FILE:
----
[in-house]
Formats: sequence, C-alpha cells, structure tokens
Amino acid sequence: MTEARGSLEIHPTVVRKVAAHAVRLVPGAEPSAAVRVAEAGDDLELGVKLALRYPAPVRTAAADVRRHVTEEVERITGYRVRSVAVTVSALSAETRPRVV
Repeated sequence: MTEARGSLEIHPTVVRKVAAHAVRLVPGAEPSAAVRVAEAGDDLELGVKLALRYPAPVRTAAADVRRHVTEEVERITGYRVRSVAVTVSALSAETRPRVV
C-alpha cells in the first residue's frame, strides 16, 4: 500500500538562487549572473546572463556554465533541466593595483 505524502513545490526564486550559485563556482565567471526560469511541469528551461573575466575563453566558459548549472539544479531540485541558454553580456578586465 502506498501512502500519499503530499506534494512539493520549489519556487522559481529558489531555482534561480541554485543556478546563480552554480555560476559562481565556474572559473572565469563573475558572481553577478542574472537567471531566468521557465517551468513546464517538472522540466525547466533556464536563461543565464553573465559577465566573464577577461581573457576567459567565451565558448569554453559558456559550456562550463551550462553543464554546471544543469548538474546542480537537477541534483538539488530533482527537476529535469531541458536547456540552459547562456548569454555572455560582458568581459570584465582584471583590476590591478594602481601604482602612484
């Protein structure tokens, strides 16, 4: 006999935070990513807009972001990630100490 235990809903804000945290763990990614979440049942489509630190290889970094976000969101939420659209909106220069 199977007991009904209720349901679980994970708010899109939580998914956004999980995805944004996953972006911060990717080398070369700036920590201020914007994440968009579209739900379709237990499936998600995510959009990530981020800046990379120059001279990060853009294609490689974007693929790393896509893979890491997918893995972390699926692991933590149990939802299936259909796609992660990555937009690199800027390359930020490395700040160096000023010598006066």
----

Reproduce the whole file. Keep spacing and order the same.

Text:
[in-house]
Formats: sequence, C-alpha cells, structure tokens
Amino acid sequence: MTEARGSLEIHPTVVRKVAAHAVRLVPGAEPSAAVRVAEAGDDLELGVKLALRYPAPVRTAAADVRRHVTEEVERITGYRVRSVAVTVSALSAETRPRVV
Repeated sequence: MTEARGSLEIHPTVVRKVAAHAVRLVPGAEPSAAVRVAEAGDDLELGVKLALRYPAPVRTAAADVRRHVTEEVERITGYRVRSVAVTVSALSAETRPRVV
C-alpha cells in the first residue's frame, strides 16, 4: 500500500538562487549572473546572463556554465533541466593595483 505524502513545490526564486550559485563556482565567471526560469511541469528551461573575466575563453566558459548549472539544479531540485541558454553580456578586465 502506498501512502500519499503530499506534494512539493520549489519556487522559481529558489531555482534561480541554485543556478546563480552554480555560476559562481565556474572559473572565469563573475558572481553577478542574472537567471531566468521557465517551468513546464517538472522540466525547466533556464536563461543565464553573465559577465566573464577577461581573457576567459567565451565558448569554453559558456559550456562550463551550462553543464554546471544543469548538474546542480537537477541534483538539488530533482527537476529535469531541458536547456540552459547562456548569454555572455560582458568581459570584465582584471583590476590591478594602481601604482602612484
């Protein structure tokens, strides 16, 4: 006999935070990513807009972001990630100490 235990809903804000945290763990990614979440049942489509630190290889970094976000969101939420659209909106220069 199977007991009904209720349901679980994970708010899109939580998914956004999980995805944004996953972006911060990717080398070369700036920590201020914007994440968009579209739900379709237990499936998600995510959009990530981020800046990379120059001279990060853009294609490689974007693929790393896509893979890491997918893995972390699926692991933590149990939802299936259909796609992660990555937009690199800027390359930020490395700040160096000023010598006066």